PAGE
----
Inhaled nanoparticles deliver potent anticancer cocktail to lung tumors and block resistance

Nov 21, 2011

(PhysOrg.com) -- An ideal treatment for lung cancer would be one that could be inhaled deep into lung tissue where it would deliver tumor-killing agents that would then largely stay in the lungs, avoiding the toxicities that limit the effectiveness of today's lung cancer therapies. Now, researchers at Rutgers, The State University of New Jersey, have developed an inhalable porous silica nanoparticle that not only delivers potent anticancer drugs only to non-small cell lung tumors, but also delivers agents that prevent the development of drug resistance.

Reporting its work in the Journal of Drug Targeting, a research team headed by Tamara Minko showed that a targeted silica nanoparticle was effective at getting a cocktail of drugs into lung tumors in animals and triggering cancer cell death. The inhaled nanoparticles largely remaining in the lungs, with a small amount accumulating in the liver and kidneys, the organs that are typically involved in excreting nanoparticles and other administered compounds.

Minko and her colleagues began this project by first developing mesoporous silica nanoparticles that could effectively deliver a mixture of traditional and siRNA molecules specifically to . The investigators chose mesoporous silica nanoparticles for two reasons - their makes them ideal for delivering large loads of different types of molecules and they are biocompatible.

The researchers chose the anticancer agents doxorubicin and cisplatin, used today to treat lung cancer, as the primary tumor killing agents. They then designed two siRNA molecules to stop the development of drug resistance that develops during conventional anticancer treatment. One siRNA molecule would block tumor cell production of a drug pump that they use to expel anticancer agents, while the other siRNA would limit production of a protein that tumor cells use to prevent the , or apoptosis, that doxorubicin and cisplatin normally triggers.

To target the nanoparticles to , the researchers added a molecule known as LHRH to the surface of the nanoparticle. LHRH binds to a receptor that is produced at high levels by many types of cancers, including lung cancers.

Tests with non-small cell lung tumor cells demonstrated that this complex formulation was highly effective at killing the cells and preventing the expression of the two types of responses normally seen. Tests in animals showed that nearly three quarters of the inhaled nanoparticles remained in the lungs and were taken up by tumor cells. In this study, the researchers did not measure efficacy in killing tumors in the animals.

This work, which was supported in part by the National Cancer Institute, is detailed in a paper titled, "Innovative strategy for treatment of lung cancer: targeted nanotechnology-based inhalation co-delivery of anticancer drugs and siRNA." An abstract of this paper is available at the journal's website.

Explore further: Innovative strategy to facilitate organ repair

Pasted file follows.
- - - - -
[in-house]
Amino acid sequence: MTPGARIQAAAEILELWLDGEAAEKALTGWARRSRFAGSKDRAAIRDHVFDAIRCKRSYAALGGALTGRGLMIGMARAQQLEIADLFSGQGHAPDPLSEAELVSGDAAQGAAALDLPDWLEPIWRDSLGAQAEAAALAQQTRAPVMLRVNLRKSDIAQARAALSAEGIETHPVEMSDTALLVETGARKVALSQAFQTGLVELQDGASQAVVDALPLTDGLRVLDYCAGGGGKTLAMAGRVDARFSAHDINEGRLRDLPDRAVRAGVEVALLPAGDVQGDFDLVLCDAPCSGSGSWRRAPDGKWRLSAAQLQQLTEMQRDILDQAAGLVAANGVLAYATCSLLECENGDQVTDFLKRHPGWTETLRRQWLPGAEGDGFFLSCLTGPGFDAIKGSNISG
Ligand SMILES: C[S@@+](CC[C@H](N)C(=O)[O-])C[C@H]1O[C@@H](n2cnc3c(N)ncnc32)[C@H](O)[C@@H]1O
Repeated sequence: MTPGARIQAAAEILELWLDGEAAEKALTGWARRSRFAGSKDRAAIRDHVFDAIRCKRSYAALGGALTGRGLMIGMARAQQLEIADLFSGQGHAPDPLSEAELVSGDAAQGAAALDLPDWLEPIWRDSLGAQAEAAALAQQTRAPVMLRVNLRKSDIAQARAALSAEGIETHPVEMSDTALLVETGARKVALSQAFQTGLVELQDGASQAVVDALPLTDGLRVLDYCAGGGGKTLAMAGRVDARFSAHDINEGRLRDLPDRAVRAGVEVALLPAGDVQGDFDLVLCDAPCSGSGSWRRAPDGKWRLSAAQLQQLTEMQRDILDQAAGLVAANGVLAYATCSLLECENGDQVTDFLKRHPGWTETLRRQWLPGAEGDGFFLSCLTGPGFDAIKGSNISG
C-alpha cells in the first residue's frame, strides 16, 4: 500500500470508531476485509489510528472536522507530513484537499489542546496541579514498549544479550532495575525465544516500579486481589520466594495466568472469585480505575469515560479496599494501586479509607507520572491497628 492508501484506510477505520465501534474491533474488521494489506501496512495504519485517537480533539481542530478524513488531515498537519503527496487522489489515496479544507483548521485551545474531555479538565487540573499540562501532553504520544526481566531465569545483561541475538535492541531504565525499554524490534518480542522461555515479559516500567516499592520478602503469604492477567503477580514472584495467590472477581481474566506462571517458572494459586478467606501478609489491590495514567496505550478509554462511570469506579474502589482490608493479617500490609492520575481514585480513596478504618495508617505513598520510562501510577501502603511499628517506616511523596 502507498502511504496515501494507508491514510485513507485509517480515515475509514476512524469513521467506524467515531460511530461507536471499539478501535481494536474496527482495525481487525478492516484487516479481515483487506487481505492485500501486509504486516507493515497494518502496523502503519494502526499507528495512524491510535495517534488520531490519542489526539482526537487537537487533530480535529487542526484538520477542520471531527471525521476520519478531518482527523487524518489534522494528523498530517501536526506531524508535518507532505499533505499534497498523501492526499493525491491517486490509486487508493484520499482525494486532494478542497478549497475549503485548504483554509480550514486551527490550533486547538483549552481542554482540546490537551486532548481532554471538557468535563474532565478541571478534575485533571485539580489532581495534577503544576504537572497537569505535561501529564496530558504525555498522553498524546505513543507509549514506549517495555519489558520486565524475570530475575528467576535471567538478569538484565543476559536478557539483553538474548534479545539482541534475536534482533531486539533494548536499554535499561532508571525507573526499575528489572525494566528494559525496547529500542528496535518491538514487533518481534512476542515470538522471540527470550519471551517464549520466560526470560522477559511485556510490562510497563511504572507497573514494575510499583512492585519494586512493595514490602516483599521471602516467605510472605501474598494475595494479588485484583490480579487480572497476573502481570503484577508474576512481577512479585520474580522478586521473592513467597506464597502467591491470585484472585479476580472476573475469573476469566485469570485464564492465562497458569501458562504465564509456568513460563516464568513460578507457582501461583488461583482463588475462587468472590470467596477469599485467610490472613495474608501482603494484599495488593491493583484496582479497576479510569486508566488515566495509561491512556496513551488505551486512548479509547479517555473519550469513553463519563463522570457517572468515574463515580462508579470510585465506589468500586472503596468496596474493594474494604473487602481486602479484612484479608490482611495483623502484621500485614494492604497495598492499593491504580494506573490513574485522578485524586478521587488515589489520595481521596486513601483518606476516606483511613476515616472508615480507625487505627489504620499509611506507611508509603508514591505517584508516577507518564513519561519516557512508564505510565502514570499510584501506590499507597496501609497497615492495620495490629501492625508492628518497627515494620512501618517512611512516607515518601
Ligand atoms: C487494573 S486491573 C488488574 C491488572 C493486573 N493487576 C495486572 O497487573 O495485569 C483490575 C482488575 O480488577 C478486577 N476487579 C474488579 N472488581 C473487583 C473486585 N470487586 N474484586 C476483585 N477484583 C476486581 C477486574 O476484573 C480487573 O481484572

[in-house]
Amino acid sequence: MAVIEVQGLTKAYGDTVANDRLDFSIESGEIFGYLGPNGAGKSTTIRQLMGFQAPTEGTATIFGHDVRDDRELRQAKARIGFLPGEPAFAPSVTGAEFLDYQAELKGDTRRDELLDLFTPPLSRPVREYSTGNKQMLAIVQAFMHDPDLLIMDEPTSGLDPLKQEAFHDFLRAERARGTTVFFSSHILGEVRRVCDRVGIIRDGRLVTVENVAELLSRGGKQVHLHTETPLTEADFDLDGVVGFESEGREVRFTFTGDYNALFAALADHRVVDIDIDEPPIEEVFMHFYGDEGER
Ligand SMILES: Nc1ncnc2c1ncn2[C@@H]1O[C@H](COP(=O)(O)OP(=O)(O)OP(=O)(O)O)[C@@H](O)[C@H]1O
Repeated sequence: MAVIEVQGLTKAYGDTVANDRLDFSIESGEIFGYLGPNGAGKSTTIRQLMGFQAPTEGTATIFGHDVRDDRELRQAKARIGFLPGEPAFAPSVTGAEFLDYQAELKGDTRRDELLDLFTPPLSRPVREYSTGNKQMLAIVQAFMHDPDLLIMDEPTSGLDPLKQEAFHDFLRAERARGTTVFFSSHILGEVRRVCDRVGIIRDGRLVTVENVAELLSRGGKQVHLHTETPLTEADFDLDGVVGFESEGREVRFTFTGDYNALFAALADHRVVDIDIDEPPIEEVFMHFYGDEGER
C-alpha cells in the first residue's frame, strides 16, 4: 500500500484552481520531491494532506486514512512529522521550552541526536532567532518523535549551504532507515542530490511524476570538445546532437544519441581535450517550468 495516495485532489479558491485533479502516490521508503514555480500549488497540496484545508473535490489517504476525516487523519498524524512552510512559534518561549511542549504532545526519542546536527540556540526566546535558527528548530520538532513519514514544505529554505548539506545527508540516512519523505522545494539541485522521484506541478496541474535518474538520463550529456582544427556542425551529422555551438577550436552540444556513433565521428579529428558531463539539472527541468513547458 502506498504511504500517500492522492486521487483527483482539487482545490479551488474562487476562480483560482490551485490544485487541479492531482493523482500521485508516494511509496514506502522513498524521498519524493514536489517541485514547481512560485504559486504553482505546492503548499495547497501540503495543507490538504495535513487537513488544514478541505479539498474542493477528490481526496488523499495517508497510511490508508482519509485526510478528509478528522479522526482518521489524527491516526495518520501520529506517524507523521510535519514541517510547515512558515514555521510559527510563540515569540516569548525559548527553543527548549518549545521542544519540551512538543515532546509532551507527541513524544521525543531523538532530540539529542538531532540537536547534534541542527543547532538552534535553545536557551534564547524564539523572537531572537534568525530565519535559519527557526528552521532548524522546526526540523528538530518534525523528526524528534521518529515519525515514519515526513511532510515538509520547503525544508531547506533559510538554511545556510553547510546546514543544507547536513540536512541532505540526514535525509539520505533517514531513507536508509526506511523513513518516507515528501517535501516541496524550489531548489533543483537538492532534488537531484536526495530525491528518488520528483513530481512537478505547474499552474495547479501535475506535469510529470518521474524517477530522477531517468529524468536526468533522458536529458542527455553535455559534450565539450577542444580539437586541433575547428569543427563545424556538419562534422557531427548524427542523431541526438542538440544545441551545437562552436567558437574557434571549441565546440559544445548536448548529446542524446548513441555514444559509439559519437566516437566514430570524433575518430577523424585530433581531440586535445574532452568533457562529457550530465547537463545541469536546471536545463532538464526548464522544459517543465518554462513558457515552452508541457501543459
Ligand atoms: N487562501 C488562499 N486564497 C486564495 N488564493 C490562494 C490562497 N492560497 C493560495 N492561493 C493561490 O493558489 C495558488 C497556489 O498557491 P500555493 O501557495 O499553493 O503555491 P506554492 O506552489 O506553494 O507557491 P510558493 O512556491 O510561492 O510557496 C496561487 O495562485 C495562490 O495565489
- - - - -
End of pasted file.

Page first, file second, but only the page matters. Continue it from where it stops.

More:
More information: View abstract

Related Stories

Two-In-One Punch Knocks Out Drug Resistant Cancer Cells

Nov 04, 2009

(PhysOrg.com) -- Cancer cells, like bacteria, can develop resistance to drug therapy, leading to relapse of disease. One approach showing promise in overcoming multidrug resistance in tumors is to combine two different anticancer ...

Nanoparticles Overcome Anticancer Drug Resistance

Jun 12, 2006

Too often, chemotherapy fails to cure cancer because some tumor cells develop resistance to multiple anticancer drugs. In most cases, resistance develops when cancer cells begin expressing a protein, known as p-glycoprotein, ...

Therapeutic nanoparticles targeted to radiation treated tumors

Mar 28, 2011

Radiation and chemotherapy are common partners in anticancer therapy for solid tumors, but too often, the combined side effects associated with each mode of therapy can limit how aggressively oncologists can treat their patients. ...

Double-Duty Nanoparticles Overcome Drug Resistance in Tumors

Jun 14, 2007

Cancer cells, like bacteria, can develop resistance to drug therapy. In fact, research suggests strongly that multidrug resistant cancer cells that remain alive after chemotherapy are responsible for the reappearance of tumors ...

Polymer Nanoparticle Kills Tumors

Jan 12, 2006

Photodynamic therapy (PDT), which uses a light-sensitive chemical known as a photosensitizer to produce cell-killing “reactive oxygen,” has become an important option for the treatment of esophageal cancer and non-small ...

Recommended for you

Innovative strategy to facilitate organ repair

Apr 18, 2014

A significant breakthrough could revolutionize surgical practice and regenerative medicine. A team led by Ludwik Leibler from the Laboratoire Matière Molle et Chimie (CNRS/ESPCI Paris Tech) and Didier Letourneur ...

Physicists create new nanoparticle for cancer therapy

Apr 16, 2014

A University of Texas at Arlington physicist working to create a luminescent nanoparticle to use in security-related radiation detection may have instead happened upon an advance in photodynamic cancer therapy.

User comments : 0

More news stories

Making graphene in your kitchen

Graphene has been touted as a wonder material—the world's thinnest substance, but super-strong. Now scientists say it is so easy to make you could produce some in your kitchen.